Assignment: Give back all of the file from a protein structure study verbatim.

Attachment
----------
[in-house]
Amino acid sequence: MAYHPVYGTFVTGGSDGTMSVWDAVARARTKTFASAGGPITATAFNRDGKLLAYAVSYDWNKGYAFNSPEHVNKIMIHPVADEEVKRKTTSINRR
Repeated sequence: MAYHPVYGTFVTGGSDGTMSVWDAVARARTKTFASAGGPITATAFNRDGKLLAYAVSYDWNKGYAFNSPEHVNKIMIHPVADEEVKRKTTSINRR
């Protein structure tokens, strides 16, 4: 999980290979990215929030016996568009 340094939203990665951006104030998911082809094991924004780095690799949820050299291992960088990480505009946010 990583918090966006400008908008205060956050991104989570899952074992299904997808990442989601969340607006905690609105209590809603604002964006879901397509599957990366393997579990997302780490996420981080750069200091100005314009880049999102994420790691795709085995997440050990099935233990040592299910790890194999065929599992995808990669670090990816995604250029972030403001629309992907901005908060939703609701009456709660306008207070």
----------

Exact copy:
[in-house]
Amino acid sequence: MAYHPVYGTFVTGGSDGTMSVWDAVARARTKTFASAGGPITATAFNRDGKLLAYAVSYDWNKGYAFNSPEHVNKIMIHPVADEEVKRKTTSINRR
Repeated sequence: MAYHPVYGTFVTGGSDGTMSVWDAVARARTKTFASAGGPITATAFNRDGKLLAYAVSYDWNKGYAFNSPEHVNKIMIHPVADEEVKRKTTSINRR
């Protein structure tokens, strides 16, 4: 999980290979990215929030016996568009 340094939203990665951006104030998911082809094991924004780095690799949820050299291992960088990480505009946010 990583918090966006400008908008205060956050991104989570899952074992299904997808990442989601969340607006905690609105209590809603604002964006879901397509599957990366393997579990997302780490996420981080750069200091100005314009880049999102994420790691795709085995997440050990099935233990040592299910790890194999065929599992995808990669670090990816995604250029972030403001629309992907901005908060939703609701009456709660306008207070």